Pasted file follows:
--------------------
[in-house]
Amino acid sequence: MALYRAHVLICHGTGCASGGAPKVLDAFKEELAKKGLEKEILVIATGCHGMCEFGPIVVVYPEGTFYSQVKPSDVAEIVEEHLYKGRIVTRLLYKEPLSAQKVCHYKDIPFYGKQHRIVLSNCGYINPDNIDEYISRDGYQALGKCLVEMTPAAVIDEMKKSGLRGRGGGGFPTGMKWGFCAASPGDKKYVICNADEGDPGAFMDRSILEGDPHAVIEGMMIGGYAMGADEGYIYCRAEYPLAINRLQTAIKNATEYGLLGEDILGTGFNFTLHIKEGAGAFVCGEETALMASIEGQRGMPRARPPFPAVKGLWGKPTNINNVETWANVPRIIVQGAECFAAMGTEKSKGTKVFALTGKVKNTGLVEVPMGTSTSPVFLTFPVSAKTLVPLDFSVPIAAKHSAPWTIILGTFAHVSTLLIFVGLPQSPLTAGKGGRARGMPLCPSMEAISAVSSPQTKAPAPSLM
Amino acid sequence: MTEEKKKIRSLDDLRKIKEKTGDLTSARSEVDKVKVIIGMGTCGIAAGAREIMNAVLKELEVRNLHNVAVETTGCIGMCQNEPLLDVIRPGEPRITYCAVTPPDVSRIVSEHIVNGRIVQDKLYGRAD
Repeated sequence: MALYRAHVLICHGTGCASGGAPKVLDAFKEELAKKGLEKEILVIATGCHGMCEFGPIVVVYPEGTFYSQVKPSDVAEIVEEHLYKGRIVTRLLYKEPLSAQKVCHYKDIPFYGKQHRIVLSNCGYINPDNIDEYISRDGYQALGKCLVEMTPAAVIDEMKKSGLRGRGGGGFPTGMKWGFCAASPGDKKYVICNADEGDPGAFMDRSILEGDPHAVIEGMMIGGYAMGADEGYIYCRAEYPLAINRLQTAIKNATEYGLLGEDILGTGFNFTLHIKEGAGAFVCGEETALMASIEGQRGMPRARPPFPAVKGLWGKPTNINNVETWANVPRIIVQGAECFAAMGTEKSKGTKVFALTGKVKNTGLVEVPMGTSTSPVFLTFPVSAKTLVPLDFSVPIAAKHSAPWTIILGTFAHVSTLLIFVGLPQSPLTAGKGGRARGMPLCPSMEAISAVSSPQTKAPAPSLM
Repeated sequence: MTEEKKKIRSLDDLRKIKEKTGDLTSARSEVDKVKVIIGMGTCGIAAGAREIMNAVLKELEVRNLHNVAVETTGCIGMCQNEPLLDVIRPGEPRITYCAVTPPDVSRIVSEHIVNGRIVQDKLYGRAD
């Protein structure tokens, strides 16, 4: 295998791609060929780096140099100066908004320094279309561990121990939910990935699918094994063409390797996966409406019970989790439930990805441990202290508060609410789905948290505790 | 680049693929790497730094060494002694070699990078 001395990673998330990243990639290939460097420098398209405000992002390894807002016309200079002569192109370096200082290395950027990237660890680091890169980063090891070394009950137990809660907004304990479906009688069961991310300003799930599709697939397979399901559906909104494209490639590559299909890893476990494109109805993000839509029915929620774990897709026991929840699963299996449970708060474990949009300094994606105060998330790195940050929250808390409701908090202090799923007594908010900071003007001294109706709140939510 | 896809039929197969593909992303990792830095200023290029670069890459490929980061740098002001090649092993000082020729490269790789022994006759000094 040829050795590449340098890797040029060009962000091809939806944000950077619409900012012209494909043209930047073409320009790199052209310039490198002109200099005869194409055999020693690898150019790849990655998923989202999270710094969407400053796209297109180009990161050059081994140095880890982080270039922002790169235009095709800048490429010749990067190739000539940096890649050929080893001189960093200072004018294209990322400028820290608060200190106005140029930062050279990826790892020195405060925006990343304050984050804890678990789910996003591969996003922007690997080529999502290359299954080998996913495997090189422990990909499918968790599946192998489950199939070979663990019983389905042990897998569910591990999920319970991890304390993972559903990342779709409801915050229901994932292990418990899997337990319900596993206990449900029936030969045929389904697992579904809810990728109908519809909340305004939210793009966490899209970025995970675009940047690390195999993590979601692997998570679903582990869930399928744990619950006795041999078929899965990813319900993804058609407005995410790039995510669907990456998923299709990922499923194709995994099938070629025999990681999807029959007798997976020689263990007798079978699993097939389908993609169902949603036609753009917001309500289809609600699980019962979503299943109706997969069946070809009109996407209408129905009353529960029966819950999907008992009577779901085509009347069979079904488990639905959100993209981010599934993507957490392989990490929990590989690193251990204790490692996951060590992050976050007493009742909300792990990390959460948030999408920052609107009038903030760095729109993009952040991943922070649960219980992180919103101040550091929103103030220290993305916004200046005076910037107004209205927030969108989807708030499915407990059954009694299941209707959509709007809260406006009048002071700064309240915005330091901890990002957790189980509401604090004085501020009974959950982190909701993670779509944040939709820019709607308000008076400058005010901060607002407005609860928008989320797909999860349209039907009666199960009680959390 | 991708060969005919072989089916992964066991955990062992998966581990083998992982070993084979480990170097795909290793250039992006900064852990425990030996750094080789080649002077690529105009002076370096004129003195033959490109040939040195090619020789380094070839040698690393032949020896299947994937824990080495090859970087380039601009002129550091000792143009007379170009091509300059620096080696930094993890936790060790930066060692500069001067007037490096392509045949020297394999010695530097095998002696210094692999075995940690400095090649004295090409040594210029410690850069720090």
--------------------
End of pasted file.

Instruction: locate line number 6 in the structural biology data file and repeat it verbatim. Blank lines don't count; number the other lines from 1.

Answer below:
């Protein structure tokens, strides 16, 4: 295998791609060929780096140099100066908004320094279309561990121990939910990935699918094994063409390797996966409406019970989790439930990805441990202290508060609410789905948290505790 | 680049693929790497730094060494002694070699990078 001395990673998330990243990639290939460097420098398209405000992002390894807002016309200079002569192109370096200082290395950027990237660890680091890169980063090891070394009950137990809660907004304990479906009688069961991310300003799930599709697939397979399901559906909104494209490639590559299909890893476990494109109805993000839509029915929620774990897709026991929840699963299996449970708060474990949009300094994606105060998330790195940050929250808390409701908090202090799923007594908010900071003007001294109706709140939510 | 896809039929197969593909992303990792830095200023290029670069890459490929980061740098002001090649092993000082020729490269790789022994006759000094 040829050795590449340098890797040029060009962000091809939806944000950077619409900012012209494909043209930047073409320009790199052209310039490198002109200099005869194409055999020693690898150019790849990655998923989202999270710094969407400053796209297109180009990161050059081994140095880890982080270039922002790169235009095709800048490429010749990067190739000539940096890649050929080893001189960093200072004018294209990322400028820290608060200190106005140029930062050279990826790892020195405060925006990343304050984050804890678990789910996003591969996003922007690997080529999502290359299954080998996913495997090189422990990909499918968790599946192998489950199939070979663990019983389905042990897998569910591990999920319970991890304390993972559903990342779709409801915050229901994932292990418990899997337990319900596993206990449900029936030969045929389904697992579904809810990728109908519809909340305004939210793009966490899209970025995970675009940047690390195999993590979601692997998570679903582990869930399928744990619950006795041999078929899965990813319900993804058609407005995410790039995510669907990456998923299709990922499923194709995994099938070629025999990681999807029959007798997976020689263990007798079978699993097939389908993609169902949603036609753009917001309500289809609600699980019962979503299943109706997969069946070809009109996407209408129905009353529960029966819950999907008992009577779901085509009347069979079904488990639905959100993209981010599934993507957490392989990490929990590989690193251990204790490692996951060590992050976050007493009742909300792990990390959460948030999408920052609107009038903030760095729109993009952040991943922070649960219980992180919103101040550091929103103030220290993305916004200046005076910037107004209205927030969108989807708030499915407990059954009694299941209707959509709007809260406006009048002071700064309240915005330091901890990002957790189980509401604090004085501020009974959950982190909701993670779509944040939709820019709607308000008076400058005010901060607002407005609860928008989320797909999860349209039907009666199960009680959390 | 991708060969005919072989089916992964066991955990062992998966581990083998992982070993084979480990170097795909290793250039992006900064852990425990030996750094080789080649002077690529105009002076370096004129003195033959490109040939040195090619020789380094070839040698690393032949020896299947994937824990080495090859970087380039601009002129550091000792143009007379170009091509300059620096080696930094993890936790060790930066060692500069001067007037490096392509045949020297394999010695530097095998002696210094692999075995940690400095090649004295090409040594210029410690850069720090």